When did baseball card companies stop putting gum in the packs?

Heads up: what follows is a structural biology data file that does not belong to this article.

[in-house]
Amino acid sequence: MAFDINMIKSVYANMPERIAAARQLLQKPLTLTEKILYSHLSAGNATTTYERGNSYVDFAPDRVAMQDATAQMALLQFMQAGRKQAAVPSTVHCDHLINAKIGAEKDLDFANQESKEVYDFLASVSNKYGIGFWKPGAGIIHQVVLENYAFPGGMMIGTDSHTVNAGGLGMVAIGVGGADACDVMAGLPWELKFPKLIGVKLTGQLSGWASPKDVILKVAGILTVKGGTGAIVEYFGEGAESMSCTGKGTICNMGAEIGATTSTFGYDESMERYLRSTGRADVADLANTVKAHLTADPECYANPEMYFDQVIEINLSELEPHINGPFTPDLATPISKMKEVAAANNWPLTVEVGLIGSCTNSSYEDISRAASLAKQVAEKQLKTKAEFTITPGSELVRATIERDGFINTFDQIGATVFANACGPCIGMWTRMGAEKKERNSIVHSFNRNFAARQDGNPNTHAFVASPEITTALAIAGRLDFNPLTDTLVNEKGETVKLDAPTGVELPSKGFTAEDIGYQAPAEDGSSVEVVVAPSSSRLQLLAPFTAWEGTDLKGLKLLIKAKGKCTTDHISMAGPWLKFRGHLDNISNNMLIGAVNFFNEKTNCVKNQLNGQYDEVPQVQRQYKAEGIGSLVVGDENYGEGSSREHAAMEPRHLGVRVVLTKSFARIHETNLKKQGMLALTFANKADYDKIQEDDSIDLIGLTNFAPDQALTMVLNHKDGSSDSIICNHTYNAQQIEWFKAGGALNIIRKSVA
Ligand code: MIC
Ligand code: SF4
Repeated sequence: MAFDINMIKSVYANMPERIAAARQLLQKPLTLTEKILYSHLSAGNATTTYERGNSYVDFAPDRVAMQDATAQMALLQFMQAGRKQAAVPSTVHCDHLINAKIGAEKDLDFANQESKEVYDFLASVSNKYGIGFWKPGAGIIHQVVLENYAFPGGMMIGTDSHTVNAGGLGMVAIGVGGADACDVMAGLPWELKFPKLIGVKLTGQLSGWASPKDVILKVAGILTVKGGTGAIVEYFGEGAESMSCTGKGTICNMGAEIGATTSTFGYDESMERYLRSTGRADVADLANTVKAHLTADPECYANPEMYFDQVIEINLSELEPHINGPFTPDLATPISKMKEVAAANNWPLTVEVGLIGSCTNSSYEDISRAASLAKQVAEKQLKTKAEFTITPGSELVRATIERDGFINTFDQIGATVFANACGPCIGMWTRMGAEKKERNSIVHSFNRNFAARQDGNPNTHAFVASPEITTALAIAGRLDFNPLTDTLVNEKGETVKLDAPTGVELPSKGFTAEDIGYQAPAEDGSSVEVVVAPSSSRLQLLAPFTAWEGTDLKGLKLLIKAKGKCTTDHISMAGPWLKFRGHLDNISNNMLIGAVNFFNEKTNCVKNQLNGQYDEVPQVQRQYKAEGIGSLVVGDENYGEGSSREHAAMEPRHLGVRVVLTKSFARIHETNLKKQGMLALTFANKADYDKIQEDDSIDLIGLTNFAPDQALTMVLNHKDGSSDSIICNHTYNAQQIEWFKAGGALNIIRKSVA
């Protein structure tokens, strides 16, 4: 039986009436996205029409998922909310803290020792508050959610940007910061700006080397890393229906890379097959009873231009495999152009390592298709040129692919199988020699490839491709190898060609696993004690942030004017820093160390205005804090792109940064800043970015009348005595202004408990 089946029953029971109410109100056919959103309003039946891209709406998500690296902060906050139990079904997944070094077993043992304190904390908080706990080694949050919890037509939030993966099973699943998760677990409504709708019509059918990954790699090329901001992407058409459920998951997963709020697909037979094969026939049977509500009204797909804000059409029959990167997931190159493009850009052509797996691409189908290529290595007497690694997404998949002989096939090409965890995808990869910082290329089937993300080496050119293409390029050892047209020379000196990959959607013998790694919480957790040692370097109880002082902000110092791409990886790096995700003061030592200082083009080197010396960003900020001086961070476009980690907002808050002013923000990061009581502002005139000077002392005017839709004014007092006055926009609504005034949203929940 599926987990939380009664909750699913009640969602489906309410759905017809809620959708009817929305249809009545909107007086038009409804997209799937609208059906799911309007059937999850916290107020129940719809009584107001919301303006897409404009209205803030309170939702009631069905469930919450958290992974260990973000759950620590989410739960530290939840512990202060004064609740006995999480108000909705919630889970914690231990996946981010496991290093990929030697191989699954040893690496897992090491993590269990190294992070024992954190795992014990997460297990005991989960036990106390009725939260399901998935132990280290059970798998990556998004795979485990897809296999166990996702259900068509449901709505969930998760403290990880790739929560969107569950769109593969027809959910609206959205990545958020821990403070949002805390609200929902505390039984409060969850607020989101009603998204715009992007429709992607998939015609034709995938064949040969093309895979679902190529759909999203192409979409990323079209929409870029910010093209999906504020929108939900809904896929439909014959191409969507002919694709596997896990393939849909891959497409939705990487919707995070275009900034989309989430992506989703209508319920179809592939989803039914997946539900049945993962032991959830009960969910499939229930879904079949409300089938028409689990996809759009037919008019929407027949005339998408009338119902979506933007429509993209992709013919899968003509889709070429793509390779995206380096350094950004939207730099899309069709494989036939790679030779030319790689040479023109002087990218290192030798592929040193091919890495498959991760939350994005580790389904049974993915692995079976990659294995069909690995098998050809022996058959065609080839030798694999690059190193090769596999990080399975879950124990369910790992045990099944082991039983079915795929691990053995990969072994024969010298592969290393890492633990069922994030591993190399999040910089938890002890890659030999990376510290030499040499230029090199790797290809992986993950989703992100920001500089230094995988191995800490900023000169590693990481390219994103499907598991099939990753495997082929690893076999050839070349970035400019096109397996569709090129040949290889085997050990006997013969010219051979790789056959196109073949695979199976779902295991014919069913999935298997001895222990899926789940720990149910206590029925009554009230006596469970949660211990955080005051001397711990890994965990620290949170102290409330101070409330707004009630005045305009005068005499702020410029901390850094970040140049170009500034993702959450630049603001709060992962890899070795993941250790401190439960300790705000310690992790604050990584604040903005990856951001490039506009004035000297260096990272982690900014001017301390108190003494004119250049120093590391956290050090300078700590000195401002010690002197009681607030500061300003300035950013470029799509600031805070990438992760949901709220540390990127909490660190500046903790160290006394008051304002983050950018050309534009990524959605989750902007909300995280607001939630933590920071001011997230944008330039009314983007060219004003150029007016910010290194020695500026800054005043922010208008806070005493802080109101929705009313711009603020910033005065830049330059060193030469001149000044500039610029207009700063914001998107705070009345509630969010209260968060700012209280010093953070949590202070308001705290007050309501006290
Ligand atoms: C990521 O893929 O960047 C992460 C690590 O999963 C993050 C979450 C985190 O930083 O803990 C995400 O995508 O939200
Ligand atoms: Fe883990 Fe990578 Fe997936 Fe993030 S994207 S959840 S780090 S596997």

This is a great question. Starting as the Topps gum company in 1938, the Brooklyn, NY based, Topps Gum was eventually replaced by Bazooka Bubble Gum in 1947 and is now one of America's most recognized products. Topps added trading cards in 1950 to try and enhance gum sales. That year, Hopalong Cassidy and Frank Buck "Bring 'em Back Alive" cards were issued. The following year the first baseball cards were published (Red Backs, and Blue Backs game cards.) In 1952 the First set was issued with the famed Mickey Mantle Rookie Card, and a Stick of Gum! Topps received numerous complaints from collectors that the gum was either staining the cards, or creating an impression in them, sacrificing their "mint" condition. The gum was eliminated in 1991. There was nothing like the pleasure of opening up a fresh pack of baseball cards, and smelling that sweet aroma of that stick of gum included with the cards. Sticking that brittle piece of gum in your mouth, and cracking the gum into smaller hard grainy pieces until the Gum became soft and chewy. It was heaven. They should have never removed the Gum. It was an experience worth sacrificing a baseball card to a stain. I don't know why collectors get upset over the gum stain anyway. To me it's like a letter of Authenticity. How many fake baseball cards have you seen with a gum stain? It was part of the baseball card experience. I think Gum Stains are great! -Steven KeyMan Check out "Gum Stain" - in my new Baseball Collectibles Glossary. The Gum is Back! - I'm not sure if this is the first year but the 2008 Topps Opening Day baseball cards come with Gum in every pack. See the Related Links for "Glossary Of Baseball Collectible Terms > G > Gum Stain " to the bottom for the answer.